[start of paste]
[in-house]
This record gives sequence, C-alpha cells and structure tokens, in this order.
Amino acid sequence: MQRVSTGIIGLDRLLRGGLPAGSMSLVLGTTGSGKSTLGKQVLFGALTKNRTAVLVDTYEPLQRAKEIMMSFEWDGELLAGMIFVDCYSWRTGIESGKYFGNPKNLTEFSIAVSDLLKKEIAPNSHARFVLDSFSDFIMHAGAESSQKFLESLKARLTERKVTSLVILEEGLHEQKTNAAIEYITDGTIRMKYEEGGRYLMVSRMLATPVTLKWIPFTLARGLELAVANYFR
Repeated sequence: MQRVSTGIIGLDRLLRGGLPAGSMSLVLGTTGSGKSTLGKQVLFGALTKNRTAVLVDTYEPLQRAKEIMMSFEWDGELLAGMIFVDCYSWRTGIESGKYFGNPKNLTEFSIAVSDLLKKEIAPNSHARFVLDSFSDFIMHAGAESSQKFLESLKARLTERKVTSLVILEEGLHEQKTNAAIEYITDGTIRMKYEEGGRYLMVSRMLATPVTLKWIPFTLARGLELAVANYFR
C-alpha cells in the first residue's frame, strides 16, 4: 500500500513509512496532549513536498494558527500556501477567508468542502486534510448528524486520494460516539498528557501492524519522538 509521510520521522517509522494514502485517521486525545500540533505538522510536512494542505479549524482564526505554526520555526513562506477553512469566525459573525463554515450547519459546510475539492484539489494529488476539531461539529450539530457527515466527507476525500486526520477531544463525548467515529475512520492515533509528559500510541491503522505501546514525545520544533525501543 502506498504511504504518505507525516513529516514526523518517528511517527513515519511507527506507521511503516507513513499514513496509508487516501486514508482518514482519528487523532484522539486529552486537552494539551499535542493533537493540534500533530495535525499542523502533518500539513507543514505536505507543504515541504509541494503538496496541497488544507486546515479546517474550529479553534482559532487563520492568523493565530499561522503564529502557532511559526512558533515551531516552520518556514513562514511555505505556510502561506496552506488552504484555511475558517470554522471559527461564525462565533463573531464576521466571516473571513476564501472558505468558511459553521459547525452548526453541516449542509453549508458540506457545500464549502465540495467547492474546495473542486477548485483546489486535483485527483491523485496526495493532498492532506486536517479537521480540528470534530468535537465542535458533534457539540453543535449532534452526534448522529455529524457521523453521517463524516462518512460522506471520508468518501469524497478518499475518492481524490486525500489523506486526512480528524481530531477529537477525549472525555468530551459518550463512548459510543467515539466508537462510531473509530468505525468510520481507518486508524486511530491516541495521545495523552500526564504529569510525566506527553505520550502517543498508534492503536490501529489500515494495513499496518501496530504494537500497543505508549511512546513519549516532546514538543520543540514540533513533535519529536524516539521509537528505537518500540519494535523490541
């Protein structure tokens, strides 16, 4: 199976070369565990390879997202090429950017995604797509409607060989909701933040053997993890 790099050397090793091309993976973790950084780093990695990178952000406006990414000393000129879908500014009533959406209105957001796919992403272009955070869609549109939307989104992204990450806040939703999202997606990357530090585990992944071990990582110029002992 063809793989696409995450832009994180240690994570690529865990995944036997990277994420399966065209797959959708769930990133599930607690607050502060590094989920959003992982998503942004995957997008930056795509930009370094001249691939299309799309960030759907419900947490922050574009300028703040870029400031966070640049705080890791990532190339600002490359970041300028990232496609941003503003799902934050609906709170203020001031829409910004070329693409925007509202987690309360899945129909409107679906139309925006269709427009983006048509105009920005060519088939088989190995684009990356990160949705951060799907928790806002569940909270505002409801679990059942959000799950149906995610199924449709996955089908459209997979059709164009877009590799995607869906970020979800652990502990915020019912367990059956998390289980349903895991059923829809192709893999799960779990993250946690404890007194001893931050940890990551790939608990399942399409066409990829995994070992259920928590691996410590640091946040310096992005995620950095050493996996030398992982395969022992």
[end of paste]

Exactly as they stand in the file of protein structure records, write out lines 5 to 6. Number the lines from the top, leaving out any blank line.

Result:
C-alpha cells in the first residue's frame, strides 16, 4: 500500500513509512496532549513536498494558527500556501477567508468542502486534510448528524486520494460516539498528557501492524519522538 509521510520521522517509522494514502485517521486525545500540533505538522510536512494542505479549524482564526505554526520555526513562506477553512469566525459573525463554515450547519459546510475539492484539489494529488476539531461539529450539530457527515466527507476525500486526520477531544463525548467515529475512520492515533509528559500510541491503522505501546514525545520544533525501543 502506498504511504504518505507525516513529516514526523518517528511517527513515519511507527506507521511503516507513513499514513496509508487516501486514508482518514482519528487523532484522539486529552486537552494539551499535542493533537493540534500533530495535525499542523502533518500539513507543514505536505507543504515541504509541494503538496496541497488544507486546515479546517474550529479553534482559532487563520492568523493565530499561522503564529502557532511559526512558533515551531516552520518556514513562514511555505505556510502561506496552506488552504484555511475558517470554522471559527461564525462565533463573531464576521466571516473571513476564501472558505468558511459553521459547525452548526453541516449542509453549508458540506457545500464549502465540495467547492474546495473542486477548485483546489486535483485527483491523485496526495493532498492532506486536517479537521480540528470534530468535537465542535458533534457539540453543535449532534452526534448522529455529524457521523453521517463524516462518512460522506471520508468518501469524497478518499475518492481524490486525500489523506486526512480528524481530531477529537477525549472525555468530551459518550463512548459510543467515539466508537462510531473509530468505525468510520481507518486508524486511530491516541495521545495523552500526564504529569510525566506527553505520550502517543498508534492503536490501529489500515494495513499496518501496530504494537500497543505508549511512546513519549516532546514538543520543540514540533513533535519529536524516539521509537528505537518500540519494535523490541
């Protein structure tokens, strides 16, 4: 199976070369565990390879997202090429950017995604797509409607060989909701933040053997993890 790099050397090793091309993976973790950084780093990695990178952000406006990414000393000129879908500014009533959406209105957001796919992403272009955070869609549109939307989104992204990450806040939703999202997606990357530090585990992944071990990582110029002992 063809793989696409995450832009994180240690994570690529865990995944036997990277994420399966065209797959959708769930990133599930607690607050502060590094989920959003992982998503942004995957997008930056795509930009370094001249691939299309799309960030759907419900947490922050574009300028703040870029400031966070640049705080890791990532190339600002490359970041300028990232496609941003503003799902934050609906709170203020001031829409910004070329693409925007509202987690309360899945129909409107679906139309925006269709427009983006048509105009920005060519088939088989190995684009990356990160949705951060799907928790806002569940909270505002409801679990059942959000799950149906995610199924449709996955089908459209997979059709164009877009590799995607869906970020979800652990502990915020019912367990059956998390289980349903895991059923829809192709893999799960779990993250946690404890007194001893931050940890990551790939608990399942399409066409990829995994070992259920928590691996410590640091946040310096992005995620950095050493996996030398992982395969022992």